From left to right: Rep. Susan Brooks (R-Ind.) of the House Homeland Security Committee and Permanent Select Committee on Intelligence members Rep. Mike Pompeo (R-Kan.), Chairman Mike Rogers (R-Mich.), Ranking Member Dutch Ruppersberger (D-Md.), and Rep. Terri Sewell (D-Ala.) meet with members of the European Parliament in Brussels, Belgium, to listen to and discuss the concerns of allied countries over NSA programs, Dec. 17, 2013. House Permanent Select Committee on Intelligence photo

We have lost many of our targets. They are now going back to couriers again and not communicating at all, other than by having individuals passing information. We know that al Qaeda is getting stronger in Yemen and in that part of the world, planning attacks. Also, with other countries too. Other countries spy on us, we spy on them.

Then, there comes an issue of getting our law passed, our CISPA law [Cyber Information Sharing & Protection Act], cosponsored by Rogers and Ruppersberger], which we passed in the House. We see these attacks coming in everyday, sometimes 3,000 attacks for one company. Yet, we can’t communicate that to the private sector. Target is a perfect example of the type of things that will keep happening, unless we pass laws that allow our intelligence community to communicate these attacks that are coming in on a regular basis.

This is why, because of the Snowden leaks and because of all the focus and information on trying to educate the American public, our country is a lot worse off today.


Director of U.S. National Intelligence James Clapper mentioned during his GEOINT 2013* Symposium keynote that smaller budgets mean that the intelligence community will “do less with less.” What do you think the impact of smaller budgets will be?

It’s going to have impact. Space is an example. People don’t understand how important space is to us – what it does for us everyday, on the ground, in information, and GPS systems. When you have less money you have to prioritize.

We are in a different phase of the type of warfare we have now than we were before, but you still have to stand strong with Russia and China. China especially, is very aggressive in space. They are spending billions of dollars and we can’t let them surpass us to make us a weaker country. We stay strong because of our freedom. We are the strongest nation in the world and that’s why we have our freedoms and liberties. You look at world history, if you don’t have strength you can be taken over. Look at Africa as a perfect example.


You mentioned the bill you are trying to pass with Rep. Rogers. How important is it for that bill to pass Congress?

Other than nuclear weapons, the second biggest threat to our country and to the world are cyber attacks. And just as an example, we know that China has been stealing close to a $100 billion from us.

This bill is very important, because if not, the program we have now – which is legal, has been upheld as legal by the Supreme Court – and our bulk data collection sunsets in 2015. June, 2015. So, what we need to do, by changing the way we do things and enlisting the public and the privacy groups, we’ve changed the way the government collects bulk data. We still need that balance between privacy, which we have in our bill, and also the issue of having the ability to protect our country from attacks.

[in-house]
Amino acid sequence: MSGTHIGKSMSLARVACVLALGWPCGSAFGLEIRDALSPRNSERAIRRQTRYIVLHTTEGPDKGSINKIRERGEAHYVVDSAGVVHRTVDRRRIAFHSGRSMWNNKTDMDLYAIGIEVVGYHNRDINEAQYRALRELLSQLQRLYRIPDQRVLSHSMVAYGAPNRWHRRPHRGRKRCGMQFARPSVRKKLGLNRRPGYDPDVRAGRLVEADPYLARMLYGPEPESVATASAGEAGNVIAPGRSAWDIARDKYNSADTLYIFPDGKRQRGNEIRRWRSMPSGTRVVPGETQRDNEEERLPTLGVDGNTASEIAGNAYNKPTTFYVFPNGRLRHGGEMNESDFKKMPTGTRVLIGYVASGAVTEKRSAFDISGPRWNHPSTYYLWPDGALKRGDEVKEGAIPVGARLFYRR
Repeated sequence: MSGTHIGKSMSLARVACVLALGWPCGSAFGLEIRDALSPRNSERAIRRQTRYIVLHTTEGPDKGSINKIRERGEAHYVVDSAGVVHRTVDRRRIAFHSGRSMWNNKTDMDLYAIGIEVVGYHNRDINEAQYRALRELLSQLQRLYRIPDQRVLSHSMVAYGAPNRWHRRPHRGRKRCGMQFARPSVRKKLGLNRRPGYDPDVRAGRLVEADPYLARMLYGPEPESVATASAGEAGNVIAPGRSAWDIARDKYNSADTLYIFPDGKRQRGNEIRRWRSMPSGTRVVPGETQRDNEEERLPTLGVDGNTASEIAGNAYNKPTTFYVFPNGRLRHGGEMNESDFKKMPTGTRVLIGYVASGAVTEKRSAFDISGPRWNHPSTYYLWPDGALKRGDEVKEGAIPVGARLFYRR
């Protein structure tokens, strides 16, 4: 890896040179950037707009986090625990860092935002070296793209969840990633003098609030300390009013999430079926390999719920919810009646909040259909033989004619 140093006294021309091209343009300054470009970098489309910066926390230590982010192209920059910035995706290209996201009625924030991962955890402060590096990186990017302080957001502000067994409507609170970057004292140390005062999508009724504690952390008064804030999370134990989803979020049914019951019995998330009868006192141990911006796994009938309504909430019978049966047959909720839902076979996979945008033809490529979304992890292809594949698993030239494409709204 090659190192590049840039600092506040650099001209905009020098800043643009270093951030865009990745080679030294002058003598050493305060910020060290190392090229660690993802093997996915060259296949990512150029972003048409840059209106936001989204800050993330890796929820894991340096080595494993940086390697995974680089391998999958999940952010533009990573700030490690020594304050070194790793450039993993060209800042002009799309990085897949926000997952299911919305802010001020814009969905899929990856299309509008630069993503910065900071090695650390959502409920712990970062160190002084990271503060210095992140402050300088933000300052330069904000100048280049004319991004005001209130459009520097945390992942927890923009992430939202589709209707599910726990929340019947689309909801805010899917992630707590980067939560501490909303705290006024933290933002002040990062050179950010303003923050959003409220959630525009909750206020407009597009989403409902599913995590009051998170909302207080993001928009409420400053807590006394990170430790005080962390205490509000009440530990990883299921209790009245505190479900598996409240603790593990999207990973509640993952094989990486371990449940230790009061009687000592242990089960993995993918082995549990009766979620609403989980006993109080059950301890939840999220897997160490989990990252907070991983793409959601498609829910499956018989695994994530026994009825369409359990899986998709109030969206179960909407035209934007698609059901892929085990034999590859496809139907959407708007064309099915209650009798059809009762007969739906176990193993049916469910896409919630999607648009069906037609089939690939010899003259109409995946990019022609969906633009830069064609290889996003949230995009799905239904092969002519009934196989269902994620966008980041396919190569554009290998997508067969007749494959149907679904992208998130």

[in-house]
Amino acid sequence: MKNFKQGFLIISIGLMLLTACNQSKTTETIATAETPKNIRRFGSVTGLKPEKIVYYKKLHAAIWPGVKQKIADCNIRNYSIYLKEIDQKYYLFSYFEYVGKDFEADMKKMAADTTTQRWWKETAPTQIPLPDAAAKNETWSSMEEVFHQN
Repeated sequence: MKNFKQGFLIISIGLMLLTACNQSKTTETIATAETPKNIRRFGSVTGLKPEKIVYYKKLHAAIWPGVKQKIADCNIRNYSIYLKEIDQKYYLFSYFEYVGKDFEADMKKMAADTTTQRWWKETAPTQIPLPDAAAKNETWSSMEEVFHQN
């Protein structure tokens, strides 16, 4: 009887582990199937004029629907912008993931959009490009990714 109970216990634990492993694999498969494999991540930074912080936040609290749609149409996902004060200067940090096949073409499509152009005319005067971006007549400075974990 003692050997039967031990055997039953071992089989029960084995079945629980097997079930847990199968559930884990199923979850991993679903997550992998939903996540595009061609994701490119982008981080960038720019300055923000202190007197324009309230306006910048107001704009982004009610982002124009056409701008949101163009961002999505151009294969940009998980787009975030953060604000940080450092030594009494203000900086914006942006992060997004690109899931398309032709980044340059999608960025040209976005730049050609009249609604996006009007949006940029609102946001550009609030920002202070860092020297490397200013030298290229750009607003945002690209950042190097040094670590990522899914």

What about those who say your bill doesn’t go far enough to end bulk data collection?

Well, I think they’re wrong. It does end bulk data collection. The government will no longer hold bulk data. We also have the Constitutional checks and balances in our bill. Every single time we make a request the court is involved. We have more checks and balances in what we do in the United States with our bill than every other nation in the world. We have both of our committees that provide oversight on this [House Permanent Select Committee on Intelligence and Senate Select Committee on Intelligence], we have the Justice Department, we have a special privacy group that oversees, we have the courts. There is not much more we can do.

You look at what we do on the criminal side. I used to be an investigative prosecutor. If you wanted to get a wiretap to get an organized crime figure you had to have probable cause. Probable cause is not the test, by the way, in intelligence. Intelligence is what builds to the level of probable cause. The test in intelligence is reasonable, articulable suspicion – it’s called RAS.

If the people understand and learn what’s there, they are going to see that this protects us from attacks, which we have to do, and yet it provides privacy. The government is no longer involved. You know, if the public knew how much Google and these other search engines are on them every day… They know where they shop, how long they shop, what they buy, and that’s OK. The public accepts that, especially the younger generations.

Other than nuclear weapons, the second biggest threat to our country and to the world are cyber attacks. And just as an example, we know that China has been stealing close to $100 billion from us, but there are also what we call destructive attacks that concern me greatly.

It’s been said by the media that Iran attacked the largest oil company in Saudi Arabia, called [Saudi] Aramco, that literally shut down 5,000 computers. When they shut them down they had an American flag burning. There’s an example of a destructive attack. They can attack our bank systems and we are not ready until we pass these laws that have information sharing. That’s CISPA by the way, not the bill we put in to end bulk collection.

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Steven Hoarn is the Editor/Photo Editor for Defense Media Network. He is a graduate of...